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I use the one in my refrigerator. The important thing is to understand the NSF Standard that the filter is rated at. The one I buy is certified to standard 42 and 53. Most of the cheaper filters are just NSF 42 (taste aesthetics). If I was concerned and assuming I'm on a public water system, I would get a zero water filter jug. Beyond that, I'd go with reverse osmosis. I've never been on a well, but if I was, I'd engage a professional to ensure my water is safe.
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Old 04-08-2017, 06:49 AM   #9
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The best is the "carbon block" a solid piece. Best in terms of taste, but the flow suffers and they are expensive.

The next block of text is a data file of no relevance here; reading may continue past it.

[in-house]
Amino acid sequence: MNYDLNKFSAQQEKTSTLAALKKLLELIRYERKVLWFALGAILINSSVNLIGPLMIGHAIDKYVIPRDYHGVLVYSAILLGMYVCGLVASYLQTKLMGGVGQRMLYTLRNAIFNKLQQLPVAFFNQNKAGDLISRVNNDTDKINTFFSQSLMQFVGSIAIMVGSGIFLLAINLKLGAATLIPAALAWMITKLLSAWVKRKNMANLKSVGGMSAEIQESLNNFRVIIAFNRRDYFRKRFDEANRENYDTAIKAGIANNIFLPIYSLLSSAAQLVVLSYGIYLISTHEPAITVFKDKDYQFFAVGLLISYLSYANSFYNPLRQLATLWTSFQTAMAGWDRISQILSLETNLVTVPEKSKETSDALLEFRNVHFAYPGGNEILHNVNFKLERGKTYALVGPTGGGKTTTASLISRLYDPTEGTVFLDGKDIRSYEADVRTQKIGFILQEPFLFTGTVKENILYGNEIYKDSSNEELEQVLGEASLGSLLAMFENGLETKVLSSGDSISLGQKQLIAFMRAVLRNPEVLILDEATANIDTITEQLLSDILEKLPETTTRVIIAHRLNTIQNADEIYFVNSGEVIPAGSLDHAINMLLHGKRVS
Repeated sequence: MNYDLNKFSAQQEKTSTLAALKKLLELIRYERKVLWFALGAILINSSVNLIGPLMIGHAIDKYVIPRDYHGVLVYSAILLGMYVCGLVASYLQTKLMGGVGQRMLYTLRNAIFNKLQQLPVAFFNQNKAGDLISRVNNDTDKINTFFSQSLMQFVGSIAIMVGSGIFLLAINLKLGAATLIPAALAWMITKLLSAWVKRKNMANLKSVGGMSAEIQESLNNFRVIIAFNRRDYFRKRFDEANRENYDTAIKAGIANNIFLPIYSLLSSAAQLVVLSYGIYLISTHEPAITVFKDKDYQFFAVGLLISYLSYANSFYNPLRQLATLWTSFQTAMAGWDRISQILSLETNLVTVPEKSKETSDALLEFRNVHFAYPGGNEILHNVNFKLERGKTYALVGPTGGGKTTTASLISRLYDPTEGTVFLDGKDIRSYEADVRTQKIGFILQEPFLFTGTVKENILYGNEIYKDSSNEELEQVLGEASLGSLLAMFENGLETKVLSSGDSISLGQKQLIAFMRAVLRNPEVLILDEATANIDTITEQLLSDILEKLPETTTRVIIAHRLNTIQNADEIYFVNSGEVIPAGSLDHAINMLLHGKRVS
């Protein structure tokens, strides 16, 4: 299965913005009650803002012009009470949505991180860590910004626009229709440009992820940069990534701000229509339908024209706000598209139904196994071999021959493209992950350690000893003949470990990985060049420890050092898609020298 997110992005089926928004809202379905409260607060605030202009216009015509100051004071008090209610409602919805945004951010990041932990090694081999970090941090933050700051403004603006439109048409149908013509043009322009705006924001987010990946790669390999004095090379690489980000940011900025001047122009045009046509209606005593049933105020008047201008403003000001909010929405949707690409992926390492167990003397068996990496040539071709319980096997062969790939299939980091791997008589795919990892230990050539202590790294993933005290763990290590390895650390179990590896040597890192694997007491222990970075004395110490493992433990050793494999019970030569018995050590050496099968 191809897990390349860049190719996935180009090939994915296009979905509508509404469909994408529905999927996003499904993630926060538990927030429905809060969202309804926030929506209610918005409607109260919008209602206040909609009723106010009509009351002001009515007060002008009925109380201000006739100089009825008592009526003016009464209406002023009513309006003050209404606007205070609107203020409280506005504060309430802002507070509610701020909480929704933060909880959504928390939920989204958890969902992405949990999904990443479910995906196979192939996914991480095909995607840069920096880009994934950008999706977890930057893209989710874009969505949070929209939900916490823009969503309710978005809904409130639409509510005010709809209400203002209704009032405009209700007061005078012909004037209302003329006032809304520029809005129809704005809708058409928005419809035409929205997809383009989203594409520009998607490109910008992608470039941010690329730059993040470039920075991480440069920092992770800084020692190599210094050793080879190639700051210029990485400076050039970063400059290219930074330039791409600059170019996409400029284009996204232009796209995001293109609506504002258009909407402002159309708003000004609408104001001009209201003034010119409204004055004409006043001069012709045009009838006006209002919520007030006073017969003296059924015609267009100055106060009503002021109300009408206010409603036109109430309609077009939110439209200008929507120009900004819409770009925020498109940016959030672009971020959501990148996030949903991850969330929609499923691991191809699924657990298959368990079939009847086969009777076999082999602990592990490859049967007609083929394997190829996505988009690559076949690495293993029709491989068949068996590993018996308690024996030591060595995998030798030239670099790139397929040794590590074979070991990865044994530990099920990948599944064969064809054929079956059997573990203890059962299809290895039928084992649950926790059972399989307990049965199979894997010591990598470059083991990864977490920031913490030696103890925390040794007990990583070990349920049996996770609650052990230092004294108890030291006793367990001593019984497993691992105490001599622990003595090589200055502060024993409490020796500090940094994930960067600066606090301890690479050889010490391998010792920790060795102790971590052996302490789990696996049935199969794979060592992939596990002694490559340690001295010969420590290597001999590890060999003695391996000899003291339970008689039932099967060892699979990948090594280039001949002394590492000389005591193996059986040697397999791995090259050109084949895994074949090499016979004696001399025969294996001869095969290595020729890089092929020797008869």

+1
Not that expensive. Most homebrewers I know use one for their brewing water.
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Old 04-08-2017, 07:01 AM   #10
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Glacier ice - they say it's the cornerstone of the perfect martini. Probably costs as much as the Svalbardi, too.
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Old 04-08-2017, 08:10 AM   #11
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We have reverse osmosis.... do not care about the wasted water...
I have a well and also use reverse osmosis. The water tastes great.
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Old 04-08-2017, 08:44 AM   #12
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Glacier ice - they say it's the cornerstone of the perfect martini. Probably costs as much as the Svalbardi, too.